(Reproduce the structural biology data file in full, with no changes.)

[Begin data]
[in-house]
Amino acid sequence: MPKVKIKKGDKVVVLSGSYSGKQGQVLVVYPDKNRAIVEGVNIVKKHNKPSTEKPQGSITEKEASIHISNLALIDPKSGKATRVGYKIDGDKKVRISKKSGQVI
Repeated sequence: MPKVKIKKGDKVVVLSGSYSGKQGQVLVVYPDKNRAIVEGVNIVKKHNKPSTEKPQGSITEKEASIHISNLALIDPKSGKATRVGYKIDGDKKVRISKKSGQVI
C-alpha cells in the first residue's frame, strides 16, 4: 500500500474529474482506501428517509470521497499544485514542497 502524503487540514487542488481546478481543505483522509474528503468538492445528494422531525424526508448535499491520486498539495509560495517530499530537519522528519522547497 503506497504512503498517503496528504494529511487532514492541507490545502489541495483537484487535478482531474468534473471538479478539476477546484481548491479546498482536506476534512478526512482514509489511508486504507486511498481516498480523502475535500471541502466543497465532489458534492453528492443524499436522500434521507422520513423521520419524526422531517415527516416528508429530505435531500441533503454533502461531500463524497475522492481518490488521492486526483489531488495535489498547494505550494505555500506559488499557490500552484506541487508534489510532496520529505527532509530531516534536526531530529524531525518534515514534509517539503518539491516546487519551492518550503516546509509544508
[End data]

[in-house]
Amino acid sequence: MPKVKIKKGDKVVVLSGSYSGKQGQVLVVYPDKNRAIVEGVNIVKKHNKPSTEKPQGSITEKEASIHISNLALIDPKSGKATRVGYKIDGDKKVRISKKSGQVI
Repeated sequence: MPKVKIKKGDKVVVLSGSYSGKQGQVLVVYPDKNRAIVEGVNIVKKHNKPSTEKPQGSITEKEASIHISNLALIDPKSGKATRVGYKIDGDKKVRISKKSGQVI
C-alpha cells in the first residue's frame, strides 16, 4: 500500500474529474482506501428517509470521497499544485514542497 502524503487540514487542488481546478481543505483522509474528503468538492445528494422531525424526508448535499491520486498539495509560495517530499530537519522528519522547497 503506497504512503498517503496528504494529511487532514492541507490545502489541495483537484487535478482531474468534473471538479478539476477546484481548491479546498482536506476534512478526512482514509489511508486504507486511498481516498480523502475535500471541502466543497465532489458534492453528492443524499436522500434521507422520513423521520419524526422531517415527516416528508429530505435531500441533503454533502461531500463524497475522492481518490488521492486526483489531488495535489498547494505550494505555500506559488499557490500552484506541487508534489510532496520529505527532509530531516534536526531530529524531525518534515514534509517539503518539491516546487519551492518550503516546509509544508